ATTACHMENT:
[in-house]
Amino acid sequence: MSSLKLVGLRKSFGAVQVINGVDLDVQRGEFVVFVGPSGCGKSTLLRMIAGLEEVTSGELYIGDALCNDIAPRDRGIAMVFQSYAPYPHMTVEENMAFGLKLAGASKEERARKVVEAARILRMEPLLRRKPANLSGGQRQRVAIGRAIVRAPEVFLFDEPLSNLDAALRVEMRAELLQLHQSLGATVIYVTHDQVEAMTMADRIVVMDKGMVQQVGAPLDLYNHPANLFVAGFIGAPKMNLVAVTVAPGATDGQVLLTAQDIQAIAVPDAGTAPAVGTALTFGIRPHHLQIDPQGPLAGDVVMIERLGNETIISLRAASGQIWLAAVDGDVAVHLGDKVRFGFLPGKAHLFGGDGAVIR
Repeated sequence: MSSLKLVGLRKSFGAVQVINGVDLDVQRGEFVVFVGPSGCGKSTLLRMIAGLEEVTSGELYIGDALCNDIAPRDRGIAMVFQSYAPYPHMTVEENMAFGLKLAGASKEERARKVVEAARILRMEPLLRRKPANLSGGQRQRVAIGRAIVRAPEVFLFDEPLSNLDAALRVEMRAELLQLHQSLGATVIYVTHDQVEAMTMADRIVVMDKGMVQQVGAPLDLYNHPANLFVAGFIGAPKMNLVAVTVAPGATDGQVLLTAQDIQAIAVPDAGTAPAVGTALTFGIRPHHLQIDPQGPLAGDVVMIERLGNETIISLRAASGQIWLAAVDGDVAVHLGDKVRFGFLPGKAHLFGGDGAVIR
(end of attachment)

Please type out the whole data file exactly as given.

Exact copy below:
[in-house]
Amino acid sequence: MSSLKLVGLRKSFGAVQVINGVDLDVQRGEFVVFVGPSGCGKSTLLRMIAGLEEVTSGELYIGDALCNDIAPRDRGIAMVFQSYAPYPHMTVEENMAFGLKLAGASKEERARKVVEAARILRMEPLLRRKPANLSGGQRQRVAIGRAIVRAPEVFLFDEPLSNLDAALRVEMRAELLQLHQSLGATVIYVTHDQVEAMTMADRIVVMDKGMVQQVGAPLDLYNHPANLFVAGFIGAPKMNLVAVTVAPGATDGQVLLTAQDIQAIAVPDAGTAPAVGTALTFGIRPHHLQIDPQGPLAGDVVMIERLGNETIISLRAASGQIWLAAVDGDVAVHLGDKVRFGFLPGKAHLFGGDGAVIR
Repeated sequence: MSSLKLVGLRKSFGAVQVINGVDLDVQRGEFVVFVGPSGCGKSTLLRMIAGLEEVTSGELYIGDALCNDIAPRDRGIAMVFQSYAPYPHMTVEENMAFGLKLAGASKEERARKVVEAARILRMEPLLRRKPANLSGGQRQRVAIGRAIVRAPEVFLFDEPLSNLDAALRVEMRAELLQLHQSLGATVIYVTHDQVEAMTMADRIVVMDKGMVQQVGAPLDLYNHPANLFVAGFIGAPKMNLVAVTVAPGATDGQVLLTAQDIQAIAVPDAGTAPAVGTALTFGIRPHHLQIDPQGPLAGDVVMIERLGNETIISLRAASGQIWLAAVDGDVAVHLGDKVRFGFLPGKAHLFGGDGAVIR